She urges people who have lost a pet in these circumstances to be compassionate and forgive themselves, as well as spend time with others who understand their feelings. She also suggests organizations such as pet grief support groups, which can be a great comfort for some.

“Individual therapy can be helpful as well,” Frankel says. “Many people have a hard time opening up in groups and do better with individual counseling. If therapy triggers other losses or traumas, these losses might also have to be looked at. Grief that is really debilitating or lasts exceptionally long might be complicated by the association of the loss to other losses and trauma. Individual therapy might be really important to understand this connection and to work it through.”

How to cope

While no one approach to coping will work for all people who have lost a pet, there are many options and resources available to help.

In addition to the suggestions Frankel offered, she also recommends two books, “How to ROAR: Pet Loss Grief Recovery” by Robin Jean Brown and “The Loss of a Pet: A Guide to Coping with the Grieving Process When a Pet Dies” by Wallace Sife, founder of the Association for Pet Loss and Bereavement.

The blog Pet Loss Help has published an expansive list of bereavement resources which includes numerous pet-loss support hotlines and information about support groups in different states, as well as additional online resources.

Being Allergic to Red Meat May Hurt Your Heart

We’ve all heard it a million times: too much red meat is bad for your heart.

Now researchers are starting to pay closer attention to a specific allergy to red meat caused by a tick bite that could play a prominent role in developing heart disease.

What makes you allergic to red meat?

In a new study published this week in the journal Arteriosclerosis, Thrombosis, and Vascular Biology — a peer-reviewed journal of the American Heart Association — scientists claim to have for the first time identified this link.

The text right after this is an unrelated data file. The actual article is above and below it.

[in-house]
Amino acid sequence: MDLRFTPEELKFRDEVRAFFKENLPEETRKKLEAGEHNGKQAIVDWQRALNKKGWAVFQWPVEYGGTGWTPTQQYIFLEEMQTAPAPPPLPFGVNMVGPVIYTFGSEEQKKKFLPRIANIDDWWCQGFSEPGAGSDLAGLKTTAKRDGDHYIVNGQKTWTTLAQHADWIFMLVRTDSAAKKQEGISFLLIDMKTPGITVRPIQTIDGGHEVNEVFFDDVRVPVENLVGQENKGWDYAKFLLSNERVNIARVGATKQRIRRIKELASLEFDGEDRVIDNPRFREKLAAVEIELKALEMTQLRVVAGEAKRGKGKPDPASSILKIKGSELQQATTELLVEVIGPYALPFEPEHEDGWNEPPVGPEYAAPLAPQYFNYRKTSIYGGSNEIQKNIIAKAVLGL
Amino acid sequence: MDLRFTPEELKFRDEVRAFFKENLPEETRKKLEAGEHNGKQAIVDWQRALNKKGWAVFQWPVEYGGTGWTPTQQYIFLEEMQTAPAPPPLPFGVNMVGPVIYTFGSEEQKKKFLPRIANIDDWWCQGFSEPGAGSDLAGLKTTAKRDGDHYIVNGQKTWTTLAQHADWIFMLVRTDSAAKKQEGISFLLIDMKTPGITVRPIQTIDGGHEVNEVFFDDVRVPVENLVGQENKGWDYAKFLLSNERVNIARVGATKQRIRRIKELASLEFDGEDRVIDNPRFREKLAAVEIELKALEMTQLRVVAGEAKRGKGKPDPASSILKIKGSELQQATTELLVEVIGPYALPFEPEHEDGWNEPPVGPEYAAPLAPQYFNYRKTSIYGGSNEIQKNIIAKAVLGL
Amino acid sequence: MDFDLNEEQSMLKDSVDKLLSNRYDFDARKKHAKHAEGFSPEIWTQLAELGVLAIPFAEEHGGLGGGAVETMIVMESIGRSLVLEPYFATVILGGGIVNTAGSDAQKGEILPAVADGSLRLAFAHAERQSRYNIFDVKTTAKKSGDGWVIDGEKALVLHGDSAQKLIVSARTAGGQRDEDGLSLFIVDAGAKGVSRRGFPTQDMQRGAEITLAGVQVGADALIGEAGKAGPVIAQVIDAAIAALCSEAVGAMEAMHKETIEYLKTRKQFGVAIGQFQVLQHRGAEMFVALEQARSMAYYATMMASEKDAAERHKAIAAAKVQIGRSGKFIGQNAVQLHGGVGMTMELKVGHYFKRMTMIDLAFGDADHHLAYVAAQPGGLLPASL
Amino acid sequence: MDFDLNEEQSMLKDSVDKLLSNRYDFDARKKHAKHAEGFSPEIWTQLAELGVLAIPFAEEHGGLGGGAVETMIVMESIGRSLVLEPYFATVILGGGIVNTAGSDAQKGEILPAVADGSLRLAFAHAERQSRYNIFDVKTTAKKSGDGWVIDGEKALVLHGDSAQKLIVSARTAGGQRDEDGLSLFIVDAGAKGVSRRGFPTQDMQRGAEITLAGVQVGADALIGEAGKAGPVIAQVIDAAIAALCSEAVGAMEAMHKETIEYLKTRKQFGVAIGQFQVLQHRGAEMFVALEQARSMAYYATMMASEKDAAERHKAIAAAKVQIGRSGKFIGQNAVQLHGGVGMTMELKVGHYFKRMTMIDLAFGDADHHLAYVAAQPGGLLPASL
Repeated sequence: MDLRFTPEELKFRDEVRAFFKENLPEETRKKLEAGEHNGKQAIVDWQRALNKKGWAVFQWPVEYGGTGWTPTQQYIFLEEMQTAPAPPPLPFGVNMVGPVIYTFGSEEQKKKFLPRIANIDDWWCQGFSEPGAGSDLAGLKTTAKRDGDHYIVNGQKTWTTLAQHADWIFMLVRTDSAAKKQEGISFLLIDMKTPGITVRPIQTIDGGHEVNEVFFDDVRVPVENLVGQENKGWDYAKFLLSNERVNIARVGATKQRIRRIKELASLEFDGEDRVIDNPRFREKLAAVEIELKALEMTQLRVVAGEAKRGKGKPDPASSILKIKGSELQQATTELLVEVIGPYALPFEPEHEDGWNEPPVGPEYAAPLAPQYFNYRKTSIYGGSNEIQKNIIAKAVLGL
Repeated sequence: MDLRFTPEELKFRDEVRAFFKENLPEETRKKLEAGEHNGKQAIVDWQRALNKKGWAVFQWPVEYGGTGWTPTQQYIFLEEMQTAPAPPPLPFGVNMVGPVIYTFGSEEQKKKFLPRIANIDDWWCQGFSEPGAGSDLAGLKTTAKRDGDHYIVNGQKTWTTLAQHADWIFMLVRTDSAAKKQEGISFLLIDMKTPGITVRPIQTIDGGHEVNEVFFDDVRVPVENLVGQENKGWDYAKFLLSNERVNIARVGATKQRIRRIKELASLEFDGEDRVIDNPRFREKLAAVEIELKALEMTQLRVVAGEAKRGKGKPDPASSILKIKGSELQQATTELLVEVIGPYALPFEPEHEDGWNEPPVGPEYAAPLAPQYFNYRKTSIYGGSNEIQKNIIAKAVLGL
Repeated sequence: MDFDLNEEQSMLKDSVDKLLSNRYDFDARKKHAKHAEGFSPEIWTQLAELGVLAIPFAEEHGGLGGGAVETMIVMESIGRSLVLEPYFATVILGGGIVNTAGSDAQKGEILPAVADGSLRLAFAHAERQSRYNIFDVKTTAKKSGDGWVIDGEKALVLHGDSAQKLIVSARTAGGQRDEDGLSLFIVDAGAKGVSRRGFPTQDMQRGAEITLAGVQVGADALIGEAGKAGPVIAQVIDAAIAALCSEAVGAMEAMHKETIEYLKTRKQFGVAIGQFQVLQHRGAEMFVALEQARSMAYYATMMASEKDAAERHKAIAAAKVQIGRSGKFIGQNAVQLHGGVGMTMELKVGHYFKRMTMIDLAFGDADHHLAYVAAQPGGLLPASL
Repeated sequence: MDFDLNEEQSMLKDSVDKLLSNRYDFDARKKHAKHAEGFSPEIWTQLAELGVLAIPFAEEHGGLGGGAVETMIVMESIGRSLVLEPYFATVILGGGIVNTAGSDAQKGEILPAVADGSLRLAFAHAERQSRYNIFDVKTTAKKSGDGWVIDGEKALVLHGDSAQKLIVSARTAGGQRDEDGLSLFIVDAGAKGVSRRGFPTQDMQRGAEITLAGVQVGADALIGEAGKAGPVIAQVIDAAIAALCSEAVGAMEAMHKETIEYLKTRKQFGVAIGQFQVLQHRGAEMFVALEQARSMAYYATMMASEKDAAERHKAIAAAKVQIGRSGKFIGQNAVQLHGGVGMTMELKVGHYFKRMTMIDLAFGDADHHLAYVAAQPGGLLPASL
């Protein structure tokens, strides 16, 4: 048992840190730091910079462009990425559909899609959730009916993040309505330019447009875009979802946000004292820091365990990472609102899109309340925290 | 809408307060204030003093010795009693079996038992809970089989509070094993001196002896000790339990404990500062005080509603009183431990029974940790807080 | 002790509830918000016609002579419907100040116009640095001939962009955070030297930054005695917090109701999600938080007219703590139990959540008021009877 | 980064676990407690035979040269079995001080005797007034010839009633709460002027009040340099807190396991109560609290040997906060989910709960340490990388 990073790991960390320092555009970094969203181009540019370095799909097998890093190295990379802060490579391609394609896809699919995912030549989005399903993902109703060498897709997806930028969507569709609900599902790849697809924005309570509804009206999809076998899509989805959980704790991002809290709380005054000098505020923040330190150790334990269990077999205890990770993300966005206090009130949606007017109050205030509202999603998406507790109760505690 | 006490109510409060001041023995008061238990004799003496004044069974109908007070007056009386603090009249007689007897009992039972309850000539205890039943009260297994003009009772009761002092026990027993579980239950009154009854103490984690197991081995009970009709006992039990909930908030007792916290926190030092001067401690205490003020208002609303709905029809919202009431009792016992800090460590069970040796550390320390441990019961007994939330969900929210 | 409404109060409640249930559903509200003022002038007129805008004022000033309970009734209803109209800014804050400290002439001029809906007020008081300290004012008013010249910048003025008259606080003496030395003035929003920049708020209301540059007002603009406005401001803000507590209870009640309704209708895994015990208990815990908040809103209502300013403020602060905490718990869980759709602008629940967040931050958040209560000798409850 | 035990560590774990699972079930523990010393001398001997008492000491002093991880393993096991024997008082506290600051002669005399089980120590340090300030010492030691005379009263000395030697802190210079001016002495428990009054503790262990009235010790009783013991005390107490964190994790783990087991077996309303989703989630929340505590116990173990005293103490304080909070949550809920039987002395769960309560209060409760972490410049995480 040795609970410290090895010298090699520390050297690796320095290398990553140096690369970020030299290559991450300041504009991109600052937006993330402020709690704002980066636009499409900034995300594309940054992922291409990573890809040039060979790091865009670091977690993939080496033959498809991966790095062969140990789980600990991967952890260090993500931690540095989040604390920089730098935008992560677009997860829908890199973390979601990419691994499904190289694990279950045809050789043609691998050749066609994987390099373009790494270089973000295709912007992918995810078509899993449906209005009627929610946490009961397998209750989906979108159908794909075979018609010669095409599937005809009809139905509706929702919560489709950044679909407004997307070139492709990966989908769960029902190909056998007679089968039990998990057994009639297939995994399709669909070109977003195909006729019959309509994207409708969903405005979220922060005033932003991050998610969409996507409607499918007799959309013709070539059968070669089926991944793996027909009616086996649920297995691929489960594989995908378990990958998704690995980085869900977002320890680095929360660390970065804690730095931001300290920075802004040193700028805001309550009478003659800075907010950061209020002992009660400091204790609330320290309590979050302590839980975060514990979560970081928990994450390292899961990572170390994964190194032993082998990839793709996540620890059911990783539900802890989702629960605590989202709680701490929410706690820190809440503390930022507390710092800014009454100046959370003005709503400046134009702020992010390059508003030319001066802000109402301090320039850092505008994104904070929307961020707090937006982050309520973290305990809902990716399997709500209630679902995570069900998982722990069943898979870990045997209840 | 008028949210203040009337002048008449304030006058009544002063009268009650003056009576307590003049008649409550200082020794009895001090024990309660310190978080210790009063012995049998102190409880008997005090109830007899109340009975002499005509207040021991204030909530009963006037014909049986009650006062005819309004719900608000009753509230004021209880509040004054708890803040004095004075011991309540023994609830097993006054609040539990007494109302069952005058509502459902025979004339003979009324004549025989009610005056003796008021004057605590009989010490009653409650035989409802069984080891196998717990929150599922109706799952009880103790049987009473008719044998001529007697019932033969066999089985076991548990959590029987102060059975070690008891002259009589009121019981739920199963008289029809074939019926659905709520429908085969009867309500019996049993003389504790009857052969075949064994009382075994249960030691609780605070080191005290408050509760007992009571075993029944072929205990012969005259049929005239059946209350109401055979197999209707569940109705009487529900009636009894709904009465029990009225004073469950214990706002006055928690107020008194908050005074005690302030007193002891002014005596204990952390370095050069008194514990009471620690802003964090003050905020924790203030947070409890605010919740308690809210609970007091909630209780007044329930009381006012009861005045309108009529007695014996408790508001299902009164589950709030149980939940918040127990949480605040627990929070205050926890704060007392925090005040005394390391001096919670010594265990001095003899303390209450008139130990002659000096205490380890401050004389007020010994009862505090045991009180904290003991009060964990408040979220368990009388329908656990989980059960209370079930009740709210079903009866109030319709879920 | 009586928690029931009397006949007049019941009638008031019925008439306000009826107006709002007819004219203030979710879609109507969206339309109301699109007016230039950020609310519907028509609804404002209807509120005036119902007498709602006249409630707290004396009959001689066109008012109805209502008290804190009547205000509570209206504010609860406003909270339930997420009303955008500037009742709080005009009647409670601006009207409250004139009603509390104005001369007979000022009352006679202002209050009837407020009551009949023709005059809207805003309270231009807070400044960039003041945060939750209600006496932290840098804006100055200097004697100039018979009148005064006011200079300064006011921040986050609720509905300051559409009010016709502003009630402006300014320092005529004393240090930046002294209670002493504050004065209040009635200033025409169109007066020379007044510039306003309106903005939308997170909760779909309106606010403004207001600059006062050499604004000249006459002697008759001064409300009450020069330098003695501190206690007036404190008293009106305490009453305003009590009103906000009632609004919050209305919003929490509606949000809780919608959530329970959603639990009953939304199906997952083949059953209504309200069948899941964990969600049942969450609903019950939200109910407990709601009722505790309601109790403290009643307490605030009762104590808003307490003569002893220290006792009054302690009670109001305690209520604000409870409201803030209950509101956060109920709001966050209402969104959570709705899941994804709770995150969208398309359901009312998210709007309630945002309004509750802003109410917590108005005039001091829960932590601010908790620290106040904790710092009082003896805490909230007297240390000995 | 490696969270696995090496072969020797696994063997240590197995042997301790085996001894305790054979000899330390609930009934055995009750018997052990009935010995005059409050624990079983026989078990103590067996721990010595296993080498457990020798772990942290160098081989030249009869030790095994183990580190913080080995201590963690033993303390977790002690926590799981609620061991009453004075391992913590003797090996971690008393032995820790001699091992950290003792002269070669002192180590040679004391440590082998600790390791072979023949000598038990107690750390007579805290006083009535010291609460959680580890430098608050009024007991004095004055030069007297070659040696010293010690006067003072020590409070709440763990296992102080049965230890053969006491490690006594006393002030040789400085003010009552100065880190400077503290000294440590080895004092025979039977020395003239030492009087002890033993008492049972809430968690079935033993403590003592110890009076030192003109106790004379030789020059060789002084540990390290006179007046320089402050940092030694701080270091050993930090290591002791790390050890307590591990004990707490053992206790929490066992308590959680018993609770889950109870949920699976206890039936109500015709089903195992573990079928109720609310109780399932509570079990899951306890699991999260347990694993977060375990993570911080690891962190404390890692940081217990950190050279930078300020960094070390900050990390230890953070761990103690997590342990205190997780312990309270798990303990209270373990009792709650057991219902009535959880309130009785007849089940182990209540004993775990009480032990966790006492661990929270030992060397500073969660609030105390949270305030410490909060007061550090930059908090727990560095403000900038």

Galactose-alpha-1,3-galactose, generally referred to as simply alpha-gal, is an oligosaccharide (a form of carbohydrate) found in the cells of non-primate mammals including cows, sheep, and pigs — aka, the animals humans tend to eat.

Alpha-gal was previously identified by doctors as the cause of allergic reactions, including potentially fatal anaphylactic shock in humans. Now they are pointing their finger at it for its role heart disease.

“This study brings to light that inflammation can cause injury to the inner lining of the heart vessels and lead to heart attacks,” said Dr. Satjit Bhusri, cardiologist at Lenox Hill Hospital, New York City. “Those that are allergic to alpha-Gel have an increased propensity for heart disease, likely due to inflammation, however this is likely not the only underlying factor in those who have heart disease and this allergy.”

Bhusri was not directly involved with the study itself.

In the study, researchers conducted intravascular ultrasounds of 118 subjects to observe atheroma, the buildup of plaque, inside the arteries of the heart. They also tested for the presence of alpha-gal allergy.

Alpha-gal allergy was detected in roughly one-quarter (26.3 percent) of the participants, and researchers discovered a “significant association of atheroma burden and volume” in those patients with the alpha-gal allergy. In some cases, individuals with the allergy had 30 percent more plaque accumulation than those who did not.

“Previous studies have shown that non-specific markers of allergic disease were associated with atherosclerosis, but this never included a specific allergen. Identification of a specific allergen is intriguing because it suggests that dietary avoidance of the specific allergen may be beneficial,” said first author Dr. Jeff Wilson, a researcher at the University of Virginia School of Medicine.

How a tick bite revealed the red meat allergy

Alpha-gal allergy is a relatively new discovery and is not always easy to identify.

In 2002 it was first discovered by Dr. Thomas Platts-Mills, also at the University of Virginia, that the allergy was likely from an unexpected source: a breed of tick common to certain areas of the United States known as the lone star tick (Ambylomma americanum). It is primarily found in the Southeastern United States, as well as parts of New York, New Jersey, and New England.

Platts-Mills was investigating why some individuals were having allergic reactions to the cancer drug cetuximab, which contains alpha-gal. He found that those with a history of lone star tick bites were prone to allergic reactions while using the drug.